Nadal Not Optimistic About Tennis Returning In 2020

WASHINGTON, May 6, 2020 (by Michael Dickens)

World No. 2 Rafael Nadal isn’t optimistic about playing tennis again this year. At age 33, the Spanish native who is at home in Porto Cristo, Mallorca, realizes that losing a year from his tennis life isn’t an easy thing to forget. “My feeling – and I say it sadly, I won’t lie to you – is that we’re losing a year of our lives. And at 33, 34 years-old, that is more valuable than at 20, when you have a lot more (years) ahead.”

Nadal sat for a Skype interview with Spanish-language daily newspaper El País, released on Tuesday, where he discussed the ravages of the COVID-19 pandemic and its effect on Spain as well as his own career.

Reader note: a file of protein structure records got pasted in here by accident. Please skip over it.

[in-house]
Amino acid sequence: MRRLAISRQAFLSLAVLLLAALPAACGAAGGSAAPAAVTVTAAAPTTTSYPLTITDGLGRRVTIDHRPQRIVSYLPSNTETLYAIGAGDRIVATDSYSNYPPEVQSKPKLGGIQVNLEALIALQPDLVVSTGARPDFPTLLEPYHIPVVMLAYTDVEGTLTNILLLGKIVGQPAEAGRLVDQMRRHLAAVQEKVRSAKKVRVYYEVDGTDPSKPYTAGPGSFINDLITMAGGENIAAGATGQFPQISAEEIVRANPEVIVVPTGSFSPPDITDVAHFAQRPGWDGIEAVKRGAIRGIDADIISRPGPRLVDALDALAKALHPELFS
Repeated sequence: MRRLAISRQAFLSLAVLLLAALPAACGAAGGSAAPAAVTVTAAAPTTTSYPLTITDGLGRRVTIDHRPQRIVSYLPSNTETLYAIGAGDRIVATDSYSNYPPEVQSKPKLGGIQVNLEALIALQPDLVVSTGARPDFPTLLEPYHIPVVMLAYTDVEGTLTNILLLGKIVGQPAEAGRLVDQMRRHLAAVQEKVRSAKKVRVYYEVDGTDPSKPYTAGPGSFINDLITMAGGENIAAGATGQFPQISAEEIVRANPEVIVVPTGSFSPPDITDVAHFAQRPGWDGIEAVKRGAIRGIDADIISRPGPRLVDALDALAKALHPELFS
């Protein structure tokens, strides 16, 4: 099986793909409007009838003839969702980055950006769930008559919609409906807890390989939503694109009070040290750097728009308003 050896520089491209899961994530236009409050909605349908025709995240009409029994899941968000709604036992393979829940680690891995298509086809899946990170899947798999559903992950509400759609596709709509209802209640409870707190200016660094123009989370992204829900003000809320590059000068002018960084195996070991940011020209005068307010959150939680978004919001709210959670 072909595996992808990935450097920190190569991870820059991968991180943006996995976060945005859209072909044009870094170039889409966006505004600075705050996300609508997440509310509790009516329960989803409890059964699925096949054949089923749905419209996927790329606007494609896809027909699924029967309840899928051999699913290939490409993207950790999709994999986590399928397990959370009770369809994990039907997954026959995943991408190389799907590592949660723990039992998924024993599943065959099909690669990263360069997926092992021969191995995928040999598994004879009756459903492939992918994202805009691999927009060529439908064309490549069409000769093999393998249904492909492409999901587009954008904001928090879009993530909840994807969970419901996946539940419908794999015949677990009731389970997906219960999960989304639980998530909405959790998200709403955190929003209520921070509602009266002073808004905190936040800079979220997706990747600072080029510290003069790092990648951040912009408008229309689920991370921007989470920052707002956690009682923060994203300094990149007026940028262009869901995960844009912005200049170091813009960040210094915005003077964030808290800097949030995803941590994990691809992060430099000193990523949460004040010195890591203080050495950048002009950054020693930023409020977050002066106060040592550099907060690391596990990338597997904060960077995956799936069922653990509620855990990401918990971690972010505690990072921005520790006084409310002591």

The 19-time Grand Slam champion Nadal was asked about his chances of playing again this year. “I hope so, but I don’t think so unfortunately,” he said. “I would take being ready for 2021. I’m more concerned with the Australian Open than what happens later this year. I see 2020 as practically lost.”

When Nadal, who is the reigning French Open and US Open champion, was asked whether he would choose to play the US Open or Roland Garros, which because of the coronavirus lockdown of the pro tennis tours and subsequent unilateral moving of the French Open to a late September starting date soon after the completion of the US Open, he said: “It’s all hypothetical, I don’t think it will be like that.”

Speaking about his home country of Spain, Nadal expressed: “A very tough economic and social situation is coming, in which many people are going to suffer. Many are going to lose their jobs and help from all sectors, labor and business, the government … We must all be in solidarity.

“The crisis has overwhelmed us all, but we are a great country.”